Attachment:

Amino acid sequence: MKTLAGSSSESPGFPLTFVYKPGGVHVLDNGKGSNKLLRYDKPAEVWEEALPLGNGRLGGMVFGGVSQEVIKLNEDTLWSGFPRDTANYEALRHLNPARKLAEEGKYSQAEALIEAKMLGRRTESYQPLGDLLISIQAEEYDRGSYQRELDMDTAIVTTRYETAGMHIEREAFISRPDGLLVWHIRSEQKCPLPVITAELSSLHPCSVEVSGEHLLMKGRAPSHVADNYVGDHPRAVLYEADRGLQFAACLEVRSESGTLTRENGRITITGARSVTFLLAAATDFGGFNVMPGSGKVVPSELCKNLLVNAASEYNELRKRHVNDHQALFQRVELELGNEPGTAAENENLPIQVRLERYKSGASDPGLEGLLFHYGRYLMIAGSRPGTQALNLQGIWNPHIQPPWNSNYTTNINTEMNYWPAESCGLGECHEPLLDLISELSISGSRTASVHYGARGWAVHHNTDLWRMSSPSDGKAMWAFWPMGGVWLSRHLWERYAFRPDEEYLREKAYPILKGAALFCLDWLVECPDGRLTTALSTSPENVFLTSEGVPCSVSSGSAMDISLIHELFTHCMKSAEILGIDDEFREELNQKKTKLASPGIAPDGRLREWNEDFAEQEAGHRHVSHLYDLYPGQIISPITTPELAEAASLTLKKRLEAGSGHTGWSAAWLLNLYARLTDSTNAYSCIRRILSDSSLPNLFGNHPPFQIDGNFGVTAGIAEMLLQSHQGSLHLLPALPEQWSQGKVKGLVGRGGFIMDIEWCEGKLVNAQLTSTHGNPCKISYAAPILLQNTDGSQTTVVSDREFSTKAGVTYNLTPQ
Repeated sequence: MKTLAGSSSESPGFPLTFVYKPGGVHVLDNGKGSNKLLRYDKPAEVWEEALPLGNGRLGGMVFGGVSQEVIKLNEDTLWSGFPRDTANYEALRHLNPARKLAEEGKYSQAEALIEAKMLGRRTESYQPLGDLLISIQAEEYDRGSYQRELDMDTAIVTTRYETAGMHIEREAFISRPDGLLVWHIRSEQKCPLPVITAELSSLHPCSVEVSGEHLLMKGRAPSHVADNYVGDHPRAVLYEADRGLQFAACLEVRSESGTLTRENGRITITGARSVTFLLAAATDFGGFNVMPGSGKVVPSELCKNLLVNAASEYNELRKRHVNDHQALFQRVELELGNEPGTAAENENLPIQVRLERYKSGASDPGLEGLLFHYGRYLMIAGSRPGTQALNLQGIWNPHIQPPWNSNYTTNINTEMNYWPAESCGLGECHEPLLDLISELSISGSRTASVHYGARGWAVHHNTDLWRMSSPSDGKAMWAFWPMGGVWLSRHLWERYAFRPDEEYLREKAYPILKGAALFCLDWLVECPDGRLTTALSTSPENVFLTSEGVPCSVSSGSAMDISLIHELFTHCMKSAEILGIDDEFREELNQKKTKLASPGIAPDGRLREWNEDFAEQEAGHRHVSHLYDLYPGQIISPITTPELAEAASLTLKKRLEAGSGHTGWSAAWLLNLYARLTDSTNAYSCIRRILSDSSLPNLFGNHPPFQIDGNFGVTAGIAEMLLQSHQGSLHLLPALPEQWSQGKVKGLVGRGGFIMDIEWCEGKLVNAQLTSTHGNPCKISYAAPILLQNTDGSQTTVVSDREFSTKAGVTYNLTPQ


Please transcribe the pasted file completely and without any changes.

Amino acid sequence: MKTLAGSSSESPGFPLTFVYKPGGVHVLDNGKGSNKLLRYDKPAEVWEEALPLGNGRLGGMVFGGVSQEVIKLNEDTLWSGFPRDTANYEALRHLNPARKLAEEGKYSQAEALIEAKMLGRRTESYQPLGDLLISIQAEEYDRGSYQRELDMDTAIVTTRYETAGMHIEREAFISRPDGLLVWHIRSEQKCPLPVITAELSSLHPCSVEVSGEHLLMKGRAPSHVADNYVGDHPRAVLYEADRGLQFAACLEVRSESGTLTRENGRITITGARSVTFLLAAATDFGGFNVMPGSGKVVPSELCKNLLVNAASEYNELRKRHVNDHQALFQRVELELGNEPGTAAENENLPIQVRLERYKSGASDPGLEGLLFHYGRYLMIAGSRPGTQALNLQGIWNPHIQPPWNSNYTTNINTEMNYWPAESCGLGECHEPLLDLISELSISGSRTASVHYGARGWAVHHNTDLWRMSSPSDGKAMWAFWPMGGVWLSRHLWERYAFRPDEEYLREKAYPILKGAALFCLDWLVECPDGRLTTALSTSPENVFLTSEGVPCSVSSGSAMDISLIHELFTHCMKSAEILGIDDEFREELNQKKTKLASPGIAPDGRLREWNEDFAEQEAGHRHVSHLYDLYPGQIISPITTPELAEAASLTLKKRLEAGSGHTGWSAAWLLNLYARLTDSTNAYSCIRRILSDSSLPNLFGNHPPFQIDGNFGVTAGIAEMLLQSHQGSLHLLPALPEQWSQGKVKGLVGRGGFIMDIEWCEGKLVNAQLTSTHGNPCKISYAAPILLQNTDGSQTTVVSDREFSTKAGVTYNLTPQ
Repeated sequence: MKTLAGSSSESPGFPLTFVYKPGGVHVLDNGKGSNKLLRYDKPAEVWEEALPLGNGRLGGMVFGGVSQEVIKLNEDTLWSGFPRDTANYEALRHLNPARKLAEEGKYSQAEALIEAKMLGRRTESYQPLGDLLISIQAEEYDRGSYQRELDMDTAIVTTRYETAGMHIEREAFISRPDGLLVWHIRSEQKCPLPVITAELSSLHPCSVEVSGEHLLMKGRAPSHVADNYVGDHPRAVLYEADRGLQFAACLEVRSESGTLTRENGRITITGARSVTFLLAAATDFGGFNVMPGSGKVVPSELCKNLLVNAASEYNELRKRHVNDHQALFQRVELELGNEPGTAAENENLPIQVRLERYKSGASDPGLEGLLFHYGRYLMIAGSRPGTQALNLQGIWNPHIQPPWNSNYTTNINTEMNYWPAESCGLGECHEPLLDLISELSISGSRTASVHYGARGWAVHHNTDLWRMSSPSDGKAMWAFWPMGGVWLSRHLWERYAFRPDEEYLREKAYPILKGAALFCLDWLVECPDGRLTTALSTSPENVFLTSEGVPCSVSSGSAMDISLIHELFTHCMKSAEILGIDDEFREELNQKKTKLASPGIAPDGRLREWNEDFAEQEAGHRHVSHLYDLYPGQIISPITTPELAEAASLTLKKRLEAGSGHTGWSAAWLLNLYARLTDSTNAYSCIRRILSDSSLPNLFGNHPPFQIDGNFGVTAGIAEMLLQSHQGSLHLLPALPEQWSQGKVKGLVGRGGFIMDIEWCEGKLVNAQLTSTHGNPCKISYAAPILLQNTDGSQTTVVSDREFSTKAGVTYNLTPQ